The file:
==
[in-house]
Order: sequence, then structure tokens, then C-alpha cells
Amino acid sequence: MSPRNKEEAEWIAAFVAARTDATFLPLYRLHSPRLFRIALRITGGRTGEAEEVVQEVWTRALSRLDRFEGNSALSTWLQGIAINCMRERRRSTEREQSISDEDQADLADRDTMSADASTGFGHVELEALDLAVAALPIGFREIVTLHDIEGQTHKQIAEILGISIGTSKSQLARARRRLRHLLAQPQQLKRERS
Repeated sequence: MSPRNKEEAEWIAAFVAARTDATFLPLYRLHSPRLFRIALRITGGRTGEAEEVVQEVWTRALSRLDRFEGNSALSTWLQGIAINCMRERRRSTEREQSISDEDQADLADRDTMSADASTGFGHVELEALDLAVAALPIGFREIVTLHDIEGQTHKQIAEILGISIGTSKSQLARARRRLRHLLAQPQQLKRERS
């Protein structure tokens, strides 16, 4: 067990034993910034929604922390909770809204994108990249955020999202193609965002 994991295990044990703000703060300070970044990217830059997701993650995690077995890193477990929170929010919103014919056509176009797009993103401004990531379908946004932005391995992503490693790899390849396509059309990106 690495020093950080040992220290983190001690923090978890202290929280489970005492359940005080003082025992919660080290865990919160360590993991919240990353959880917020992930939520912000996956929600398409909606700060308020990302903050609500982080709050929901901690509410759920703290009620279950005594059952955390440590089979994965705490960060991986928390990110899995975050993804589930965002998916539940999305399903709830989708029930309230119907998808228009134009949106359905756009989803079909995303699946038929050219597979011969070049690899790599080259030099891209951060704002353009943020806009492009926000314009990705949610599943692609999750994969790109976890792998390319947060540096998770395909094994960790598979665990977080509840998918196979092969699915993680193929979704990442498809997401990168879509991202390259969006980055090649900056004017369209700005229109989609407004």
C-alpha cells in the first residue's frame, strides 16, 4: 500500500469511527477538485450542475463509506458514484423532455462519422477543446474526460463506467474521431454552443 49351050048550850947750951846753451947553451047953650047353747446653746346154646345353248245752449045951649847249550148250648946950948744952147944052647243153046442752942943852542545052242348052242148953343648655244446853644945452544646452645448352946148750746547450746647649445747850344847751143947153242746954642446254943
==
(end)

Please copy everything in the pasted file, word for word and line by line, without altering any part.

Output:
[in-house]
Order: sequence, then structure tokens, then C-alpha cells
Amino acid sequence: MSPRNKEEAEWIAAFVAARTDATFLPLYRLHSPRLFRIALRITGGRTGEAEEVVQEVWTRALSRLDRFEGNSALSTWLQGIAINCMRERRRSTEREQSISDEDQADLADRDTMSADASTGFGHVELEALDLAVAALPIGFREIVTLHDIEGQTHKQIAEILGISIGTSKSQLARARRRLRHLLAQPQQLKRERS
Repeated sequence: MSPRNKEEAEWIAAFVAARTDATFLPLYRLHSPRLFRIALRITGGRTGEAEEVVQEVWTRALSRLDRFEGNSALSTWLQGIAINCMRERRRSTEREQSISDEDQADLADRDTMSADASTGFGHVELEALDLAVAALPIGFREIVTLHDIEGQTHKQIAEILGISIGTSKSQLARARRRLRHLLAQPQQLKRERS
């Protein structure tokens, strides 16, 4: 067990034993910034929604922390909770809204994108990249955020999202193609965002 994991295990044990703000703060300070970044990217830059997701993650995690077995890193477990929170929010919103014919056509176009797009993103401004990531379908946004932005391995992503490693790899390849396509059309990106 690495020093950080040992220290983190001690923090978890202290929280489970005492359940005080003082025992919660080290865990919160360590993991919240990353959880917020992930939520912000996956929600398409909606700060308020990302903050609500982080709050929901901690509410759920703290009620279950005594059952955390440590089979994965705490960060991986928390990110899995975050993804589930965002998916539940999305399903709830989708029930309230119907998808228009134009949106359905756009989803079909995303699946038929050219597979011969070049690899790599080259030099891209951060704002353009943020806009492009926000314009990705949610599943692609999750994969790109976890792998390319947060540096998770395909094994960790598979665990977080509840998918196979092969699915993680193929979704990442498809997401990168879509991202390259969006980055090649900056004017369209700005229109989609407004």
C-alpha cells in the first residue's frame, strides 16, 4: 500500500469511527477538485450542475463509506458514484423532455462519422477543446474526460463506467474521431454552443 49351050048550850947750951846753451947553451047953650047353747446653746346154646345353248245752449045951649847249550148250648946950948744952147944052647243153046442752942943852542545052242348052242148953343648655244446853644945452544646452645448352946148750746547450746647649445747850344847751143947153242746954642446254943